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Biblioracle looking for a good hockey romance book


I don’t normally do romance. Just ask Ms. Biblioracle.


But seriously, folks, romance is not a genre I read a lot of books in, which actually makes me unusual among readers in general, as romance is by far the leading category in book sales, year after year.

Every now and then I try to stay informed about at least a small part of what’s going on in the world of love. Given my lifelong hockey fandom, I decided to explore the relatively new and extremely popular subgenre of “hockey romance.”

A search for “hockey romance” on any bookselling site will reveal thousands of books with titles like “Meet Me in the Punishment Box,” “Totally Pucked,” and “Pucking Around.” It’s enough to make you feel like the genre has emerged because hockey terminology makes good puns.

Most of the books follow a standard romance trope, such as “friends to lovers” or “enemies to lovers,” but with some hockey-related twists thrown in as well. To dig deeper, I decided to read what I believe to be a best-selling hockey romance. Hannah Grace’s novel of all time is “Icebreaker”.

“Icebreaker” is told from the alternate perspectives of Anastasia Allen and Nate Hawkins, both of whom attend the University of California at Maple Hills. When one of the university’s two rinks is disabled due to sabotage, both figure skaters and hockey players must collaborate to find ways to get enough ice time to achieve their dreams of Olympic gold medalists and pro-hockey stars.

“Icebreaker” has gained popularity in the #BookTok community and increased viral sales, and you can see why. The novel is generous to its characters; it gives them the space to express their deepest hopes and dreams and then gives them the chance to realize them. The men and women in the book respect each other as human beings, but they also can’t keep their hands off each other.

Maybe it’s unfair of me to hold “Icebreaker” to the standards of accuracy in high-level sports, but there are some problems. University figure skating is not a gateway to the Olympics, and Anastasia’s specialty (pairs) is not a category in the university competition. California is not the home of college hockey. The California setting of “Icebreaker” seems to serve as an excuse for hockey players to get tanned abs when they take their shirts off, rather than the usual hockey player’s pale skin look.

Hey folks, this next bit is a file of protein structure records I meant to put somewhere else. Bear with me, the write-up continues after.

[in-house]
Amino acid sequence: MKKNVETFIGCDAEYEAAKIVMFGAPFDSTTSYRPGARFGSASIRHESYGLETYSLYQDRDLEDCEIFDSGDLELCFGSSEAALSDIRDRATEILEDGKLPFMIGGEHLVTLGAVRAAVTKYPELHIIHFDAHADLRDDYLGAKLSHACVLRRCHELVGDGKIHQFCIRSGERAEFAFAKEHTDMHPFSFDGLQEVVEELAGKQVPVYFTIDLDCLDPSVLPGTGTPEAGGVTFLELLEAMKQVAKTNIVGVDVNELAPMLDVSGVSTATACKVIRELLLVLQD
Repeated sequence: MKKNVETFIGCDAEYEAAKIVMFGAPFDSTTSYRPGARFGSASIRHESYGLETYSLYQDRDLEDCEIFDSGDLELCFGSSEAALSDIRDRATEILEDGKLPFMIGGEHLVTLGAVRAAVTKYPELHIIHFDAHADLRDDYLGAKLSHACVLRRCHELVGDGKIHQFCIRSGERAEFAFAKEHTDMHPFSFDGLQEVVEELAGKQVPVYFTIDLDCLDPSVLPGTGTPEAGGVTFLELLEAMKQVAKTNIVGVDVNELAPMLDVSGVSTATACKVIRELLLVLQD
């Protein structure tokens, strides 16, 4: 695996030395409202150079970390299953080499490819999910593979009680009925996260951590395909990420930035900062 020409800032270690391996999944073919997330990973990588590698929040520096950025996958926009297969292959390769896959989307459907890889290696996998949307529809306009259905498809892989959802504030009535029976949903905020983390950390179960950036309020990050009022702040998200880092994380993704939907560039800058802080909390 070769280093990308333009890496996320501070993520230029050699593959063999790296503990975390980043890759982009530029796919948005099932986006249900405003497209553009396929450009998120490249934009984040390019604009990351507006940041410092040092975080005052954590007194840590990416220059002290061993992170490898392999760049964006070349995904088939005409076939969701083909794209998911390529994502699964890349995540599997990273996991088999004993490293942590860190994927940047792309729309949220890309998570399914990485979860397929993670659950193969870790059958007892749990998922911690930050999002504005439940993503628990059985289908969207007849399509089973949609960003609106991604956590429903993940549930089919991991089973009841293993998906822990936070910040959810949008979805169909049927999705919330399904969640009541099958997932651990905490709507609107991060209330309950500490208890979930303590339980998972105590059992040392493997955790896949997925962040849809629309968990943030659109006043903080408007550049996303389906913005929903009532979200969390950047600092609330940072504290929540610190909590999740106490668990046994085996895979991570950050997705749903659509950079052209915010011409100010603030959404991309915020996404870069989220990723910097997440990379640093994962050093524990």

Those of us in Generation . It didn’t make much sense in the movie either.

“Icebreaker” originated on the storytelling platform Wattpad, which prioritizes serialized fiction, creating a series of “and then” plots where literally anything can happen, and “Icebreaker” features a lot, including a series of steamy sexual encounters between him and Anastasia. There’s a lot going on. Nate.

“Icebreaker” ultimately becomes so sprawling that it becomes tiresome as the story refuses to be resolved, possibly a product of its Wattpad origins.

Is it a good romance novel that I can recommend? I’m no genre expert, but my answer is no.

When I read “Icebreaker,” I began to believe that there needed to be a hockey romance that took the hockey part more seriously and tried to tell us more about the spirit of playing hockey and what it does rather than giving someone a six. – A package that women will go crazy over.

My search continues.

John Warner is the author of “Why They Can’t Write: Killing the Five-Paragraph Essay and Other Requirements.”

Twitter @biblioracle

Book recommendations from Biblioracle

John Warner tells you what you should read, based on the last five books you’ve read.

1. “I Have Some Questions for You” By Rebecca Makkai

2. “Babylon” by R.F. Kuang

3. “Futuristic Violence and Flashy Dresses” By David Wong

4. “The Spell of Forgetting” By Adrienne Young

5. “Zoey Punches Future Dick” By David Wong

—Lauren G., Chicago

I think Lauren will enjoy the sci-fi thriller in Blake Crouch’s “Dark Matter.”

1. “Lincoln Highway” By Amor Towles

2. “The Goose Book” By Yiyun Li

3. “Invisible Angers of the Heart” by John Boyne

4. “Skippy is Dead” by Paul Murray

5. “Namesake” By Jhumpa Lahiri

—Tim M., Downers Grove

Ben Lerner’s “10:04” is approaching a decade old, but it still feels prophetic about the situation we face in the world today. I think this suits Tim very well.

1. “Tomorrow, Tomorrow and Tomorrow” By Gabrielle Zevin

2. “Tom Lake” By Ann Patchett

3. “David Copperfield” by Charles Dickens

4. “Anna Karenina” by Leo Tolstoy

5. “We Should Not Think About Ourselves” By Lauren Grodstein

— Betsy P., Chicago

Both classic and contemporary on this list, it seems like you can’t go wrong. I’m going with a book that is contemporary but should also be considered a classic: “White Teeth” by Zadie Smith.

Get a reading from Bibliocle

Send a list of the last five books you read and your hometown to: biblioracle@gmail.com.


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